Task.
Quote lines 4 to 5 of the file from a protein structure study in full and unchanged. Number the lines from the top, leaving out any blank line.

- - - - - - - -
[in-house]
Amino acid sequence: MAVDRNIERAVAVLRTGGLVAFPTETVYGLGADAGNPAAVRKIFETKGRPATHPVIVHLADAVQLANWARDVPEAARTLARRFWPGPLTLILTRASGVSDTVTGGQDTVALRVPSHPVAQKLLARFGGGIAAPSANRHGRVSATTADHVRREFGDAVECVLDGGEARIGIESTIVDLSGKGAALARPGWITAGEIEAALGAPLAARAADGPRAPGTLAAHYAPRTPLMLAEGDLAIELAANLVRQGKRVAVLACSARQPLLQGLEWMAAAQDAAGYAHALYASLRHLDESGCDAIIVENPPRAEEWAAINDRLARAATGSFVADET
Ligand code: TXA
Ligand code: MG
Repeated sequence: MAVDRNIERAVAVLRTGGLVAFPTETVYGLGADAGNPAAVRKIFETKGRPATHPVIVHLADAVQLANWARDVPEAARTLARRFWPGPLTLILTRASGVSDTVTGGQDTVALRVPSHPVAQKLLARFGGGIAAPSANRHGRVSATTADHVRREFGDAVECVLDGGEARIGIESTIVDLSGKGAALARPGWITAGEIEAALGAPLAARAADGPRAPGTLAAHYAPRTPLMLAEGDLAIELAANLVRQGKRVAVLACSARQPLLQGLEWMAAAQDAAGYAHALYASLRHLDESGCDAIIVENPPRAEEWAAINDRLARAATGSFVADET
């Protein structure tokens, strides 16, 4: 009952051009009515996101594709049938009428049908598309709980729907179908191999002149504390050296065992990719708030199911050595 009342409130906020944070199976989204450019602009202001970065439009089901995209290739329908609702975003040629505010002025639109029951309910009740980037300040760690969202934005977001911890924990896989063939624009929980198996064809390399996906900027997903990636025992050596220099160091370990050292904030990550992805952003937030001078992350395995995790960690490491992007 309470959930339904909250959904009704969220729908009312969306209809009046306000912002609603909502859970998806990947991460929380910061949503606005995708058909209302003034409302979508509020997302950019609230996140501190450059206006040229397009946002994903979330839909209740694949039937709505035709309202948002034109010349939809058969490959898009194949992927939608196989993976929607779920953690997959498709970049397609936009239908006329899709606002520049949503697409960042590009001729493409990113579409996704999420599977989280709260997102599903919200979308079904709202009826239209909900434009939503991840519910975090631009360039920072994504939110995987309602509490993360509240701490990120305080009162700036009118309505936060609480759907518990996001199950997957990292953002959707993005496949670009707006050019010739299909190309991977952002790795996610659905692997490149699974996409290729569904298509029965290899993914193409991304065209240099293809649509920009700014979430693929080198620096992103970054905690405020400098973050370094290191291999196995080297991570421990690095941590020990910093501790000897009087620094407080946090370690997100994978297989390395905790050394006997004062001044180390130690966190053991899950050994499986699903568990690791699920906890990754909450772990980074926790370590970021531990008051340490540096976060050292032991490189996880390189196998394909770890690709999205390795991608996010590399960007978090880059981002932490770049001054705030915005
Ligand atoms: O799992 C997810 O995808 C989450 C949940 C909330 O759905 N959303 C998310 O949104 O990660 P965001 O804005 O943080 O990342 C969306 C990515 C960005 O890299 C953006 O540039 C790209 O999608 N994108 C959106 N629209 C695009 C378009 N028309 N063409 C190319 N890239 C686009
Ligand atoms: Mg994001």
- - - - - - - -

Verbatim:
Ligand code: MG
Repeated sequence: MAVDRNIERAVAVLRTGGLVAFPTETVYGLGADAGNPAAVRKIFETKGRPATHPVIVHLADAVQLANWARDVPEAARTLARRFWPGPLTLILTRASGVSDTVTGGQDTVALRVPSHPVAQKLLARFGGGIAAPSANRHGRVSATTADHVRREFGDAVECVLDGGEARIGIESTIVDLSGKGAALARPGWITAGEIEAALGAPLAARAADGPRAPGTLAAHYAPRTPLMLAEGDLAIELAANLVRQGKRVAVLACSARQPLLQGLEWMAAAQDAAGYAHALYASLRHLDESGCDAIIVENPPRAEEWAAINDRLARAATGSFVADET